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Already a Centre of Excellence for cancer, as well as spinal, heart and brain conditions, the Liverpool hospital which moved into a new state-of-the-art building in 2015, prides itself on leading the way in children’s health care and now, more than ever, it is doing just that.
“Our aim is to bring together the very best expertise, knowledge and healthcare and make a real impact on the lives and futures of children and young people across the world,” says the hospital.
And here’s how…
Alder Hey has vowed to provide the highest standard of quality healthcare, and pledged to enhance community and mental health services. It has promised to develop new medicines, life changing treatments and new technologies to vastly improve children’s healthcare outcomes, and promote better public health.
Alongside this, it has declared support for the City of Liverpool in its vision to become a UNICEF friendly City which puts the needs of children first and at its heart.
The hospital adds: “To enable us to deliver our ambitions, we continue to develop our Alder Hey in the Park campus, ensuring it features everything our children and young people need to get better and thrive.
“Within this world class facility, investments in leading IT systems and infrastructure, combined with brilliant leadership, will support our diverse and dedicated colleagues and partners to deliver the highest standards of care they aspire to.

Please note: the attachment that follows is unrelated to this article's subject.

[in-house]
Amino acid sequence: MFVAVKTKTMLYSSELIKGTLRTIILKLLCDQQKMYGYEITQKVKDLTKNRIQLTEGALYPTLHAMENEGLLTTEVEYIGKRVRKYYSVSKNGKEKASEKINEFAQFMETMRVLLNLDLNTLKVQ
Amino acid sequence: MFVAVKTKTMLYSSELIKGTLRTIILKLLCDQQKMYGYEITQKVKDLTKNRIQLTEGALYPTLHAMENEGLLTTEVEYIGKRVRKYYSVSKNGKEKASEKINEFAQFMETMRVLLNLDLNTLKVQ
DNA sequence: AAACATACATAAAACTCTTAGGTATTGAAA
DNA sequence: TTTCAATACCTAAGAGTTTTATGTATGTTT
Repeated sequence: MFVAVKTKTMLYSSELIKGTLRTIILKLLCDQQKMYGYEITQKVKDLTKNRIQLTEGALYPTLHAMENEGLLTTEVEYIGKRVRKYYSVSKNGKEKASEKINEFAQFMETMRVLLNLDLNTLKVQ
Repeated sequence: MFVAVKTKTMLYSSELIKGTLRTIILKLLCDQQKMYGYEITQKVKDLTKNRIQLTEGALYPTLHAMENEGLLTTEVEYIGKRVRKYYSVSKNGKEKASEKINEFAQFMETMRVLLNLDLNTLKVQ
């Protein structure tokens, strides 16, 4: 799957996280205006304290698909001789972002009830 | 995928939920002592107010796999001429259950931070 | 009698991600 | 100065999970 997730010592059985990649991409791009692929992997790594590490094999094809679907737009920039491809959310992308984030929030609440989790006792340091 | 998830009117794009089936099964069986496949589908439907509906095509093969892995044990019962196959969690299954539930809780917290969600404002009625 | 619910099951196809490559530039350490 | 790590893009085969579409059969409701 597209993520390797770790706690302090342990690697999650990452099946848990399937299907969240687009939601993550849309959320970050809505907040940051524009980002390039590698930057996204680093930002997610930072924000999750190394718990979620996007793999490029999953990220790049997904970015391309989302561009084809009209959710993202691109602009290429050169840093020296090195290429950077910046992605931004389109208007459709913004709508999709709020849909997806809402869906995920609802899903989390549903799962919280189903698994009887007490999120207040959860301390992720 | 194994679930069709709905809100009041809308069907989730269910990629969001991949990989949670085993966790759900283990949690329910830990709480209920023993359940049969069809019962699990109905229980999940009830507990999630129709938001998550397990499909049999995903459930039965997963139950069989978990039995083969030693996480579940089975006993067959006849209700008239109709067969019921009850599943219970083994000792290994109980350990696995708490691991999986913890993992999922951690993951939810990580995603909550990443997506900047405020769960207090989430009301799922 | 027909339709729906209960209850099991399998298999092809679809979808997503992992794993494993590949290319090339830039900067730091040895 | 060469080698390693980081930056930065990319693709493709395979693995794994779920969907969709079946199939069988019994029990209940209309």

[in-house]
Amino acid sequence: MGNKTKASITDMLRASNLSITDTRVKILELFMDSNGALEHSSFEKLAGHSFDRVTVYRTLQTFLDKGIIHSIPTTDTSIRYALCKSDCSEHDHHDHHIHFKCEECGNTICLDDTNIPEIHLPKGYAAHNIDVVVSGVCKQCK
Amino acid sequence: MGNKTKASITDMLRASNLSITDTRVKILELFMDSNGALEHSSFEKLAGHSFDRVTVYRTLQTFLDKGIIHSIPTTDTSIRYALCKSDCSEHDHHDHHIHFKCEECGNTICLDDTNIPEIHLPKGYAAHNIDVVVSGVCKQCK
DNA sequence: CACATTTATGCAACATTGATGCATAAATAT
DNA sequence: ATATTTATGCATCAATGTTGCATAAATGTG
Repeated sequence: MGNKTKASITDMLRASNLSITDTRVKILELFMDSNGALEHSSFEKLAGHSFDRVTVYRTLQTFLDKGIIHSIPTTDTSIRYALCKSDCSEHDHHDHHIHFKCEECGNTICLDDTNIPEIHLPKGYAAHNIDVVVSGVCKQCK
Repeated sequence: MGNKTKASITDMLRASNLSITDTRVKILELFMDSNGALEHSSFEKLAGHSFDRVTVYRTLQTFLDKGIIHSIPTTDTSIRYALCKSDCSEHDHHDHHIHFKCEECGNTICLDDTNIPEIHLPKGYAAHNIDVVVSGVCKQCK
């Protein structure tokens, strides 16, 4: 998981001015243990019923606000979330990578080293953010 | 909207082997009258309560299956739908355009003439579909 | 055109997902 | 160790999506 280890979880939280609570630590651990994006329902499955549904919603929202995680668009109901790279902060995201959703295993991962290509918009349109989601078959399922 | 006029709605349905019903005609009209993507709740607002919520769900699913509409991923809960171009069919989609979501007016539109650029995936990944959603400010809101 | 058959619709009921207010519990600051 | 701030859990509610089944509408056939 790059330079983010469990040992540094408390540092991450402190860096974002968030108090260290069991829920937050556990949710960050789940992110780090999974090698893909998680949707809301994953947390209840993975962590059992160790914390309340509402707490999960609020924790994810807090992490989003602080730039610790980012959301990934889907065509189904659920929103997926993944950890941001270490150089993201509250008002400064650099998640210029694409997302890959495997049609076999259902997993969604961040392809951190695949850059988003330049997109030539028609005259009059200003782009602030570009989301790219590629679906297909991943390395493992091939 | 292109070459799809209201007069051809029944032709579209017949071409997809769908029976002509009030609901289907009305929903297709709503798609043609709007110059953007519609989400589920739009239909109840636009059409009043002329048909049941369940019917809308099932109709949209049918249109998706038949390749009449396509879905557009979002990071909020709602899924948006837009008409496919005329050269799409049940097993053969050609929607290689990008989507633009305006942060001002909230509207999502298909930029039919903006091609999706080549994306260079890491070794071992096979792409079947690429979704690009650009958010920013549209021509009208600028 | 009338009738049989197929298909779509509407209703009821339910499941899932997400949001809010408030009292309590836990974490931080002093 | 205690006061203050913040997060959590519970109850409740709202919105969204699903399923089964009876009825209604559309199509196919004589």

“Together we will shape the lives of young people and give them the very best chance in life.”
Wider plans to create a children’s and young people’s healthcare campus will include new mental health outpatient facilities and a brand new 12-bed specialist inpatient mental health unit, Sunflower House (which will replace the current Dewi Jones Unit in Waterloo), as well as community health services.
The enhanced mental health services will increase current available inpatient bed capacity and enable more children and young people to be seen and treated quickly by experienced, specialist clinicians. They and their families will be able to receive rapid and early access to co-ordinated multi-disciplinary care, up-to-date assessment and diagnosis.